Data for the timing of the decision to intubate were available for 294 of 312 total intubations after implementation of the new data collection sheet. We excluded data for situations where the provider could not accurately estimate when the time of decision had taken place and situations which were outside the normal protocol. These additional exclusions included intubations requiring coordination with other subspecialties such as otolaryngology; the need to complete another procedure before proceeding with intubation; or emergent situations where medications were not administered. The return rate of data collection forms was estimated based on orders placed for rocuronium in the EMR because this medication is almost exclusively ordered for intubation. We collated data for two 3-month periods at the start and end of the project. The overall return rate was 94%.
The specific aim of this project was to decrease the time from decision to successful intubation to 35 minutes. We noted a decrease to 27 minutes, with approximately 80% completed within the goal time frame of 35 minutes. Additionally, there were no increased complications, adverse medication effects, or medication errors during this project. One of the strengths of this project is the demonstration that the process of premedication administration can be performed quickly, providing the benefit of these medications for nearly all nonemergent intubations in the NICU. One observation noted by NICU staff and the improvement team was an increase in the use of premedications for urgent reintubations following unplanned extubation. Although we do not have data to quantify this practice, we observed that in the past, premedications were rarely used in these situations. After the implementation of this project, we recognized that if the patient could undergo successful bag-mask ventilation with stable vital signs, medications could be prepared and administered in a timely fashion.
Our statistical process control chart demonstrates substantially decreased time from the decision to successful intubation. The intervention that appeared to have the most impact was standardization of the premedication protocol in the NICU with integration into the code medication sheet. Additionally, elimination of the medication pump for fentanyl administration reduced time and was safe in this sample of patients with planned administration of rocuronium. Due to the side effect of chest wall rigidity, this should be implemented only with careful monitoring of side effects along with education about the symptoms and treatment of chest wall rigidity before implementation. The role diagram helped to streamline roles for all providers involved in intubation, and the time-out checklist18 helped to focus the team, review the premedication plan, and highlight any significant medical history for the patient before the procedure. These interventions did not impact our primary outcome measure but did receive positive feedback as an overall improvement to the intubation process. Adding data points regarding timing to the data collection form increased awareness of the project, and measurement alone may have served to have some effect on decreasing the time before the start of other interventions.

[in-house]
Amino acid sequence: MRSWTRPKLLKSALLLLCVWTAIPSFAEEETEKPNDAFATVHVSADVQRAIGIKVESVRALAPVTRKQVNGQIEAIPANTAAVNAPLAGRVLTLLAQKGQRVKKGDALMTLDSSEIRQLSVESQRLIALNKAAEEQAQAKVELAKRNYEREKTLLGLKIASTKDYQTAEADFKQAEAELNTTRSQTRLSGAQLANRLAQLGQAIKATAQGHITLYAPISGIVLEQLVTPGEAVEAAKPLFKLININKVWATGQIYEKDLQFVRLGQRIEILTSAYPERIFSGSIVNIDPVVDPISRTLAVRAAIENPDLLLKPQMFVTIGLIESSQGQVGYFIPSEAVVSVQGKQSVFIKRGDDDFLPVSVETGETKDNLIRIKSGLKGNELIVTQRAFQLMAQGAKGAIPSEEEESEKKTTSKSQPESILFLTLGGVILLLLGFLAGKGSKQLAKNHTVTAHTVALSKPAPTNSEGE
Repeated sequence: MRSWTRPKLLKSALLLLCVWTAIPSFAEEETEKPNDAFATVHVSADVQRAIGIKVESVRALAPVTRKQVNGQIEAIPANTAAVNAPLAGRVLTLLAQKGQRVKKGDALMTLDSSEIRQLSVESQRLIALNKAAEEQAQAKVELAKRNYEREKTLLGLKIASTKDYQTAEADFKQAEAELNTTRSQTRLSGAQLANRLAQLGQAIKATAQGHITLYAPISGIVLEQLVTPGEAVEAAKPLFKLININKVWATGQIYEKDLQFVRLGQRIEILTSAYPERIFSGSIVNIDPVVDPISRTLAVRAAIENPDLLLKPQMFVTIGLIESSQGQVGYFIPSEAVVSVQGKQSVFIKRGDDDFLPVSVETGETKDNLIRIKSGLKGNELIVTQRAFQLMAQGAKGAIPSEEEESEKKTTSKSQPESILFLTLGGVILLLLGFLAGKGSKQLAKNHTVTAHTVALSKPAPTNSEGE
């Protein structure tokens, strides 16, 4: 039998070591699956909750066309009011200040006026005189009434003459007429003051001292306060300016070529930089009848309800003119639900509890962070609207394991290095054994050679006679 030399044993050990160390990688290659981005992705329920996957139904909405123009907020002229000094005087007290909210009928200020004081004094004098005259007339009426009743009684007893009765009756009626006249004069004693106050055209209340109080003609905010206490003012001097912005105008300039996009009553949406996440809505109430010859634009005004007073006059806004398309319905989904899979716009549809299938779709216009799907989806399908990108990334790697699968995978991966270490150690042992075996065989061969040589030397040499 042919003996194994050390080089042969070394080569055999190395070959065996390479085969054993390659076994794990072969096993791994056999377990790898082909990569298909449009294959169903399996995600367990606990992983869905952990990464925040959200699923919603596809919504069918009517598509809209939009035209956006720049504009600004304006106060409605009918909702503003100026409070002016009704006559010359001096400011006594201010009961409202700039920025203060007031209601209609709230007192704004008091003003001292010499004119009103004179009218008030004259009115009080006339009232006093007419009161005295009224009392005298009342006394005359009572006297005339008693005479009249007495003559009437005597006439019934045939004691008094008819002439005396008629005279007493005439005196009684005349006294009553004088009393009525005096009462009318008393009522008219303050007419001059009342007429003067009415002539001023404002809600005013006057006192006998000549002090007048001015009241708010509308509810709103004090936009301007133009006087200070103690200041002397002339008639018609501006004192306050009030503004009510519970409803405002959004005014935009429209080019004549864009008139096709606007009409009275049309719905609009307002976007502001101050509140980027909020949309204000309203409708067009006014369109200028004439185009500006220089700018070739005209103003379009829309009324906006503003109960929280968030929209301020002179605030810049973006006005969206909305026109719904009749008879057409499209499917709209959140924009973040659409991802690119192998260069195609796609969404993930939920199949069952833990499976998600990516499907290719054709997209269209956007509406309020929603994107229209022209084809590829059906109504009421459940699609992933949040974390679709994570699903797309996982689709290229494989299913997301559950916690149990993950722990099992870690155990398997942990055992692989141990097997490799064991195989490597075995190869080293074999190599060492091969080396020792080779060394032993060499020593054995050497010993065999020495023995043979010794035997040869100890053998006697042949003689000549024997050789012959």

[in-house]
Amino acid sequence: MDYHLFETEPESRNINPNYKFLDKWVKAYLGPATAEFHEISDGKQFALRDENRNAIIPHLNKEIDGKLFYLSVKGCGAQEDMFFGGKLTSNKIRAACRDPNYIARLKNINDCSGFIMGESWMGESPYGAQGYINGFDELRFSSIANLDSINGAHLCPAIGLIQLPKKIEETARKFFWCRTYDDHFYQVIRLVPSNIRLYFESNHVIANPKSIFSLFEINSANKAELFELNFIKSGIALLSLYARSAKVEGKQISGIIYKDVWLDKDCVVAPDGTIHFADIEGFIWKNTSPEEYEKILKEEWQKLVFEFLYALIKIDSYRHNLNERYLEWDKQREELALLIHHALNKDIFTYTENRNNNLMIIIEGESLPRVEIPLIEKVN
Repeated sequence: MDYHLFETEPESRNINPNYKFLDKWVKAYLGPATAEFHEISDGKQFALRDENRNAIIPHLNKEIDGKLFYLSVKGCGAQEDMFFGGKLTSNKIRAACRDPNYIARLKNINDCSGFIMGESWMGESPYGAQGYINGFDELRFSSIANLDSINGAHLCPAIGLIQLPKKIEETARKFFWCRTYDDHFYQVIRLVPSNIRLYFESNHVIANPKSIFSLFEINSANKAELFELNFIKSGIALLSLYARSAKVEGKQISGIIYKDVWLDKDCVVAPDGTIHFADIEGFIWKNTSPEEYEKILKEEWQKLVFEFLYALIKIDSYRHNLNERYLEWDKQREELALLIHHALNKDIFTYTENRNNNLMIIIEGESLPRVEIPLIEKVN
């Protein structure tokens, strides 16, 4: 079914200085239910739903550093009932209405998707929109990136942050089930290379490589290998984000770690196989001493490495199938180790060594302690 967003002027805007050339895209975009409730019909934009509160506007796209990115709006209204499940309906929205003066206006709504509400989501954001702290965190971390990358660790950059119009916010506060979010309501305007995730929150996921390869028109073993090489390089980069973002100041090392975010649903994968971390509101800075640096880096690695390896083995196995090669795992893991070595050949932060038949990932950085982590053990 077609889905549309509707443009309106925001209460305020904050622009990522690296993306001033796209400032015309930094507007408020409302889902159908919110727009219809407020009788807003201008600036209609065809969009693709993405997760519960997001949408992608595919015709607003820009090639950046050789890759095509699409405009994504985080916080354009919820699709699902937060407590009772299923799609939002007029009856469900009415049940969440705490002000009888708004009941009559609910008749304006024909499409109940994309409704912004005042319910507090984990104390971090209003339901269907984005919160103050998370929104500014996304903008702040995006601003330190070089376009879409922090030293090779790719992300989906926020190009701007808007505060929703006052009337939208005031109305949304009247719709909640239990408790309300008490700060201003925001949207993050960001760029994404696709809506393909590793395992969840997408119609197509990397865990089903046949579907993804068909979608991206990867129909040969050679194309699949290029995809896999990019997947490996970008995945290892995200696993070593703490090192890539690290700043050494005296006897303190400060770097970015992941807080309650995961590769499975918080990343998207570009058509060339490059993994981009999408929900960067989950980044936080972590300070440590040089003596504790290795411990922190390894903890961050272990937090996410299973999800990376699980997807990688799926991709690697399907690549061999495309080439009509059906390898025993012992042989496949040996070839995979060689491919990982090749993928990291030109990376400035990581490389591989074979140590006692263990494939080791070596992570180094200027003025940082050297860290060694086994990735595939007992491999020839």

Our timing is now consistent with 1 published study in which the authors aimed to improve patient safety during intubation. Time from the decision to intubation was a balancing measure in that study and was 27 minutes pre intervention and 33 minutes post intervention.18 There are no other standards for the optimal expected time from decision to intubation, and ultimately, the patient’s stability is the deciding factor in how quickly to act and whether or not to provide premedication. The American Academy of Pediatrics recommends that intubations happen as expeditiously as possible in as controlled of an environment as possible.4 As a result of these interventions, the system for intubation with premedication in this NICU has become more streamlined for all providers involved.